There’s a bravura moment in The Assassination of Gianni Versace – American Crime Story when murderer Andrew Cunanan, resplendent in a red PVC jumpsuit, dances wildly on his own in front of a group of bemused partygoers.
It’s not quite up there with Cunanan dancing in only a tiny pair of orange pants to Philip Bailey and Phil Collins’s Easy Lover as one of his pick-ups, a closeted gay elderly gentlemen, writhes in terror, his face a mask of gaffer tape. But it’s close.
If you haven’t seen The Assassination of Gianni Versace yet, then please, run directly to iPlayer with your arms outstretched and feast on any episodes that remain there. It’s brilliantly written by British screenwriter Tom Rob Smith (who also wrote one of my all-time favourites, BBC2’s London Spy, in 2015) and has an astounding central performance from Darren Criss as Cunanan.
I’d never heard of Criss (he was in Glee, which passed me by) but as Cunanan, he delivers the performance of a lifetime. (Cunanan murdered fashion designer Gianni Versace in July 1997, the culmination of a serial killing spree that left five men dead. Cunanan later killed himself as police closed in.)
What Rob Smith and Criss have done is make a whole person, someone who exists outside of those few bare details. Versace hardly appears in the series, which belongs almost entirely to Cunanan/Criss, as we witness a damaged life spin slowly, then quickly, then completely, out of control.
Cunanan seems at first the quietest of whirlwinds, a handsome boy who drips with charm and affability. But – and this is what Criss and Rob Smith are so good at conveying – there’s something a bit off, something not quite right you can’t put your finger on. Like a photo that’s a little out of focus. And then the killing starts. Brutal, swift, out of nowhere. Yet you’ve been expecting it all along, and not just because this is an infamous story. It’s because Criss’s Cunanan trembles with murderous fury, even when he smiles. Particularly when he smiles.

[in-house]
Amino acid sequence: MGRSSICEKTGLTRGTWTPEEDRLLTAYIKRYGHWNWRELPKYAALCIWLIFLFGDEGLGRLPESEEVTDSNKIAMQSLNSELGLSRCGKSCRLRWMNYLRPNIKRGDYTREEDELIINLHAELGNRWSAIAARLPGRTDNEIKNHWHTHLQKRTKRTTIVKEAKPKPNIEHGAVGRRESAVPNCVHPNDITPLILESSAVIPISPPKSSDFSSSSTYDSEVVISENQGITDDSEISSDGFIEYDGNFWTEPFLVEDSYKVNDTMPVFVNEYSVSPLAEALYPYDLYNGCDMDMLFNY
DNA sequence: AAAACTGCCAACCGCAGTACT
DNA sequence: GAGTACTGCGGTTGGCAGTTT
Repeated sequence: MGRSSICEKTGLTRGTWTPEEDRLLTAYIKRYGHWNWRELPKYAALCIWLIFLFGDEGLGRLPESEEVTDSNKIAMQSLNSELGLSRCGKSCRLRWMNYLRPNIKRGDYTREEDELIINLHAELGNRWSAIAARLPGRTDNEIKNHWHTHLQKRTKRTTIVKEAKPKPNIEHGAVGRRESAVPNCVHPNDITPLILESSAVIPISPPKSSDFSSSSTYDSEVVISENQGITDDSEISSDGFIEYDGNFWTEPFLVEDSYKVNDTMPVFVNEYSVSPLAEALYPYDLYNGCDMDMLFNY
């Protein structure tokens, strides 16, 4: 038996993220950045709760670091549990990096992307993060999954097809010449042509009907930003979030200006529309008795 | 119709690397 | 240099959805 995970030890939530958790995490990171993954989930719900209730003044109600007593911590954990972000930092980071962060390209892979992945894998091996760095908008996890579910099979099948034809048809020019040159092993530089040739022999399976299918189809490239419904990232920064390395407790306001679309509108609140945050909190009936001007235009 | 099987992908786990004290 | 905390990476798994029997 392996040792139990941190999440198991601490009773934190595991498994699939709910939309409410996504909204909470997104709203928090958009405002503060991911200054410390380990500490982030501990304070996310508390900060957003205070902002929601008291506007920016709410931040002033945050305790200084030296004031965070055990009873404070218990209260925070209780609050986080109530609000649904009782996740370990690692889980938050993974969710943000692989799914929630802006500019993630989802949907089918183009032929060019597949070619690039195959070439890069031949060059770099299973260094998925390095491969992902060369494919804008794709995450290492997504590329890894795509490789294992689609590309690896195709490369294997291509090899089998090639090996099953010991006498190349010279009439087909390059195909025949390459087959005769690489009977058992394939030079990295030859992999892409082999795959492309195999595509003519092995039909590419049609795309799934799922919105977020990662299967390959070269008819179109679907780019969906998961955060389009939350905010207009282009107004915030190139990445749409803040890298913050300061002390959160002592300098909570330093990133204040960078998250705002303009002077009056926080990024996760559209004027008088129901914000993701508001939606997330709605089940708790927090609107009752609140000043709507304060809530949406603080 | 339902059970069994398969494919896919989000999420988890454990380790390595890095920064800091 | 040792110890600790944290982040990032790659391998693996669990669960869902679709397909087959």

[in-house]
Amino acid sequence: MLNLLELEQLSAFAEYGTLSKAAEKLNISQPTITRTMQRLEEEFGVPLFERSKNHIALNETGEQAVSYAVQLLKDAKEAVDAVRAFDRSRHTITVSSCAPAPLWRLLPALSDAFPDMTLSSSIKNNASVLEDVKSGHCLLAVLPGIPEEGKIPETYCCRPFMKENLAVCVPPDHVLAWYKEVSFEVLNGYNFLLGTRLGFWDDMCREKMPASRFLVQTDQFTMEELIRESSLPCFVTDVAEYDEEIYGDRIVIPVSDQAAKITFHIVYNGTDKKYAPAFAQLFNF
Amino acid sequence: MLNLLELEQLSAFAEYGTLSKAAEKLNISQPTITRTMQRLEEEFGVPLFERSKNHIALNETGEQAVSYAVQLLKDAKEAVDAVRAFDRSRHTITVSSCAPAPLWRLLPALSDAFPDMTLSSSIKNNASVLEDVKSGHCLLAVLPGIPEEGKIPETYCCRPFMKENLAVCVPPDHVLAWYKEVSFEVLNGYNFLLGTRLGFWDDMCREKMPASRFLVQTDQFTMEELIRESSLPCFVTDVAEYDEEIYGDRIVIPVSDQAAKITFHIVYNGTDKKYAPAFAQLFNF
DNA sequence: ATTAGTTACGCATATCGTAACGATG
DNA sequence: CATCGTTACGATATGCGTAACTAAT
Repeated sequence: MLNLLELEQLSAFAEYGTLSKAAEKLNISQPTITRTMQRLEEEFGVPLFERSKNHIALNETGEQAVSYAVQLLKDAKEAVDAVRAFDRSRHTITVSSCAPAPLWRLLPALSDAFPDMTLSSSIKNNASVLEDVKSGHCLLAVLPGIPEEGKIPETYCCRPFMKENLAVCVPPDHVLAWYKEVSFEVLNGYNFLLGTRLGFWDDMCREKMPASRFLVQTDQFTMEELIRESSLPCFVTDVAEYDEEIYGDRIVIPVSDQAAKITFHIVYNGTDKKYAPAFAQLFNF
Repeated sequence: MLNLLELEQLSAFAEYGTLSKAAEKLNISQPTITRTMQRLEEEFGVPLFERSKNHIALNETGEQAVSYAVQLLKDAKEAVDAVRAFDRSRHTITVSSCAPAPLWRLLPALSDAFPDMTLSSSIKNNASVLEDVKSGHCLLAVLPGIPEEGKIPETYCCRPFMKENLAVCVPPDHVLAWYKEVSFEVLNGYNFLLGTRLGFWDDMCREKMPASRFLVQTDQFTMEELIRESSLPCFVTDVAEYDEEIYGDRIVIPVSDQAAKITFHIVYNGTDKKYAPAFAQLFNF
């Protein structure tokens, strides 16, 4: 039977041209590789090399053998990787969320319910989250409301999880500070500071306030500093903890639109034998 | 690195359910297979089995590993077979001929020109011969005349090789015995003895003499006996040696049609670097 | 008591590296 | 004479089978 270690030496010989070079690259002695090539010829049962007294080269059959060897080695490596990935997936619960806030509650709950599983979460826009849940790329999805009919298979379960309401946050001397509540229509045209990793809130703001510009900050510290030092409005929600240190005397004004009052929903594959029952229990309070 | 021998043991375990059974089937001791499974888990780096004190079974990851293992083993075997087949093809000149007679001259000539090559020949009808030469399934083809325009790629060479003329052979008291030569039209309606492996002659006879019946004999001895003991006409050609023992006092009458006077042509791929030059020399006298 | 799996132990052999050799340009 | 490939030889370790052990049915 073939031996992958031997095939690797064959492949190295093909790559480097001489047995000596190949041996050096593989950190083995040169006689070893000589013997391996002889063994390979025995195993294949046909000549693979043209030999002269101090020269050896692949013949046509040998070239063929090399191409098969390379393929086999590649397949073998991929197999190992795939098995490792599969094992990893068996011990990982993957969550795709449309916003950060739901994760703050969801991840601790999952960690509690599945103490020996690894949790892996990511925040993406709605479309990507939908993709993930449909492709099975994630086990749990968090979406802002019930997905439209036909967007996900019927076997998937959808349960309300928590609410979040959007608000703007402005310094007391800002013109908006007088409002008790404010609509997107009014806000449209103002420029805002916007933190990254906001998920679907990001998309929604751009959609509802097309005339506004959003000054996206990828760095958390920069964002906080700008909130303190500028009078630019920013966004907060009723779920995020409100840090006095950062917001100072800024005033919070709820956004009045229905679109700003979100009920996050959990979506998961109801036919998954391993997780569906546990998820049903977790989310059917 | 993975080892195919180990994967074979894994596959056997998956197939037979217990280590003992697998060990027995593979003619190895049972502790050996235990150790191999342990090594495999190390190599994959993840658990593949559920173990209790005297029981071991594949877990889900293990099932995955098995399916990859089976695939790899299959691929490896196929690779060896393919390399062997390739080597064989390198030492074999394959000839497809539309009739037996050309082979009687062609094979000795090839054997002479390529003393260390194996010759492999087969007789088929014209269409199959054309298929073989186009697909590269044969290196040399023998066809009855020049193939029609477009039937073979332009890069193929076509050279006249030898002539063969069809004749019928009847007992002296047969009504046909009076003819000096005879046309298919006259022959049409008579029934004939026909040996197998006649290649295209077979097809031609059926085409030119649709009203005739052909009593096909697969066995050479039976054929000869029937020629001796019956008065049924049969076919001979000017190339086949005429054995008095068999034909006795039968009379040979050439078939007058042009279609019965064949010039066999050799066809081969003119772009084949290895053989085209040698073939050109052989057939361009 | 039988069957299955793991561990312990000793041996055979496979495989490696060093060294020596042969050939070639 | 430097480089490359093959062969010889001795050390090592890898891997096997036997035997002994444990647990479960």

Rob Smith, who is so adept at digging into the dark mud of broken lives, cleverly throws out any accepted version of narrative to play around with the timeline, and with Cunanan’s descent.
So it’s only in this week’s eighth, penultimate, episode that we learn of his twisted childhood as the “special” son of a narcissistic, fraudulent, abusive liar of a father and a fragile, emotionally vulnerable mother.
Criss’s Cunanan is terrifying. Good-looking, personable, but you don’t want him around. There was a point in one episode, when he rang the doorbell of the man who would become his next victim, when I shouted, “Don’t answer the door, don’t let him in!”
Despite all of those very generous outward charms, you know straightaway why people around him find him unsettling to be with and uncomfortable to know. He’s obsessive and forces his way into “friendships” with unwilling men who just wish he’d go away. Or he preys on older gay men who’ve never been able to come out.
Of course, none of this is easy to watch, which is just as it should be. Cunanan’s story was inescapably one of obsession and violence. But as a cautionary tale about someone who wants above all else to be famous, it’s very, horribly, modern.
The Assassination of Gianni Versace is on Wednesday nights at 9pm on BBC2